The Journal of the American Chemical Society (also known as JACS) is a weekly peer-reviewed scientific journal that was established in 1879 by the American Chemical Society.
The kinetic isotope effect (KIE) is the change in the reaction rate of a chemical reaction when one of the atoms in the reactants is replaced by one of its isotopes.
In chemistry, a leaving group is a molecular fragment that departs with a pair of electrons in heterolytic bond cleavage.
A Lewis acid is a chemical species that contains an empty orbital which is capable of accepting an electron pair from a Lewis base to form a Lewis adduct.
Menthol is an organic compound made synthetically or obtained from corn mint, peppermint, or other mint oils.
Molecular geometry is the three-dimensional arrangement of the atoms that constitute a molecule.
Nucleophile is a chemical species that donates an electron pair to an electrophile to form a chemical bond in relation to a reaction.
In organic and inorganic chemistry, nucleophilic substitution is a fundamental class of reactions in which an electron rich nucleophile selectively bonds with or attacks the positive or partially positive charge of an atom or a group of atoms to replace a leaving group; the positive or partially positive atom is referred to as an electrophile.
In chemistry, orbital hybridisation (or hybridization) is the concept of mixing atomic orbitals into new hybrid orbitals (with different energies, shapes, etc., than the component atomic orbitals) suitable for the pairing of electrons to form chemical bonds in valence bond theory.
Organic reactions are chemical reactions involving organic compounds.
Organic Syntheses is a peer-reviewed scientific journal that was established in 1921.
Potassium is a chemical element with symbol K (from Neo-Latin kalium) and atomic number 19.
Potassium bromide (KBr) is a salt, widely used as an anticonvulsant and a sedative in the late 19th and early 20th centuries, with over-the-counter use extending to 1975 in the US.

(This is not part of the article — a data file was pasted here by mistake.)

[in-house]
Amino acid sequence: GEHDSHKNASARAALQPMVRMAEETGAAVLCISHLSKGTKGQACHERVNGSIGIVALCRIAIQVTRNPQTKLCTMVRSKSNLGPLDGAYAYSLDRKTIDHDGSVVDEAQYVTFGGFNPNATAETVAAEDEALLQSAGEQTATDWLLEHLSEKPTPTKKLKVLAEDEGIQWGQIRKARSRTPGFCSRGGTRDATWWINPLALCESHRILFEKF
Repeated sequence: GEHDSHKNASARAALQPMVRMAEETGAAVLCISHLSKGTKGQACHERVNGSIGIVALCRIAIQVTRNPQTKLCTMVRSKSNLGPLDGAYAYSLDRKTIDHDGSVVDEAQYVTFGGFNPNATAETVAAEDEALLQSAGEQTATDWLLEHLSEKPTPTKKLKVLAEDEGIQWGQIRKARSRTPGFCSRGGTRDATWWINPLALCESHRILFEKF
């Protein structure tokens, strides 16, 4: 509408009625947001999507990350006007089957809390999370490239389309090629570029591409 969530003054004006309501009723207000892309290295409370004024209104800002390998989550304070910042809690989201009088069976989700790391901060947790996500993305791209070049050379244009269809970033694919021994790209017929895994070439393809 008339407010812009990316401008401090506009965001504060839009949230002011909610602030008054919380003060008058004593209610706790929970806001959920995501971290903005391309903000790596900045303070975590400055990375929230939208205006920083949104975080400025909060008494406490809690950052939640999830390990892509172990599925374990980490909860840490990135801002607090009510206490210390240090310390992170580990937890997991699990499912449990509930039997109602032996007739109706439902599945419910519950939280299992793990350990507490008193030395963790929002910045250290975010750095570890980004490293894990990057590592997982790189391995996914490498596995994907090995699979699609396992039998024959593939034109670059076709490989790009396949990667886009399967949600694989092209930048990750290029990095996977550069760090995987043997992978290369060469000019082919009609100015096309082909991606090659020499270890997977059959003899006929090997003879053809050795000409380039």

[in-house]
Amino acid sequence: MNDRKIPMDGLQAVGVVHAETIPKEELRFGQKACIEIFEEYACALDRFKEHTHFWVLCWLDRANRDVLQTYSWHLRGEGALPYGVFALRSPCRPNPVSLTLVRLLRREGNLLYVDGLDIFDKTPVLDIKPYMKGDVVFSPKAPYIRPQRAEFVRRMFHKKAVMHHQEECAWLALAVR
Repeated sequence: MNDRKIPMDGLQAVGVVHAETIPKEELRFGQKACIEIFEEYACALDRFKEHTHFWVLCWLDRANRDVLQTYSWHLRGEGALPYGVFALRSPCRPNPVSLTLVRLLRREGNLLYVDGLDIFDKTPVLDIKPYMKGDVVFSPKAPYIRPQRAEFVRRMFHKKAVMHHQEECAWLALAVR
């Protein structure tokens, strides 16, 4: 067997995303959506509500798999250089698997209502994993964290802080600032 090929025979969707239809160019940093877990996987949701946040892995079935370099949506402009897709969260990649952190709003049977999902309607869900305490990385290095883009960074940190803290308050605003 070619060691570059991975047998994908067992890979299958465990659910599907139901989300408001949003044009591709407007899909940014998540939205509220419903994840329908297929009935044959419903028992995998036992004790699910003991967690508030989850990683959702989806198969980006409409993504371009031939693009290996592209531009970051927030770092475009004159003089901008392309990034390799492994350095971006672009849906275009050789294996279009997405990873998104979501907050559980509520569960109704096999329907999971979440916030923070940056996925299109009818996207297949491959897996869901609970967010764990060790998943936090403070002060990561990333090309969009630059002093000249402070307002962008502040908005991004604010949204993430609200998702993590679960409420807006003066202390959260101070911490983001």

Potassium tert-butoxide is the chemical compound with the formula K+(CH3)3CO−.
Pyrolysis is the thermal decomposition of materials at elevated temperatures in an inert atmosphere.
The rate law or rate equation for a chemical reaction is an equation that links the reaction rate with the concentrations or pressures of the reactants and constant parameters (normally rate coefficients and partial reaction orders).
In chemical kinetics, the overall rate of a reaction is often approximately determined by the slowest step, known as the rate-determining step (RDS) or rate-limiting step.
The reaction rate or rate of reaction is the speed at which reactants are converted into products.
A rearrangement reaction is a broad class of organic reactions where the carbon skeleton of a molecule is rearranged to give a structural isomer of the original molecule.
Reductive elimination is an elementary step in organometallic chemistry in which the oxidation state of the metal center decreases while forming a new covalent bond between two ligands.
In chemistry, regioselectivity is the preference of one direction of chemical bond making or breaking over all other possible directions.
In organic chemistry, a saturated compound is a chemical compound that has single bonds.
The SN1 reaction is a substitution reaction in organic chemistry.
The SN2 reaction is a type of reaction mechanism that is common in organic chemistry.
In organic chemistry, a staggered conformation is a chemical conformation of an ethane-like moiety abcX–Ydef in which the substituents a, b, and c are at the maximum distance from d, e, and f. This requires the torsion angles to be 60°.
Steric effects are nonbonding interactions that influence the shape (conformation) and reactivity of ions and molecules.
In organic chemistry and biochemistry, a substituent is an atom or group of atoms which replaces one or more hydrogen atoms on the parent chain of a hydrocarbon, becoming a moiety of the resultant new molecule.
A sulfonate is a salt or ester of a sulfonic acid.
Sulfuric acid (alternative spelling sulphuric acid) is a mineral acid with molecular formula H2SO4.
Temperature is a physical quantity expressing hot and cold.
tert-Butyl chloride is the organochloride with the formula (CH3)3CCl.
A tertiary carbon atom is a carbon atom bound to three other carbon atoms.
The transition state of a chemical reaction is a particular configuration along the reaction coordinate.
Saytzeff's rule (or Zaitsev's rule, Saytzev's rule) is an empirical rule for predicting the favored alkene product(s) in elimination reactions.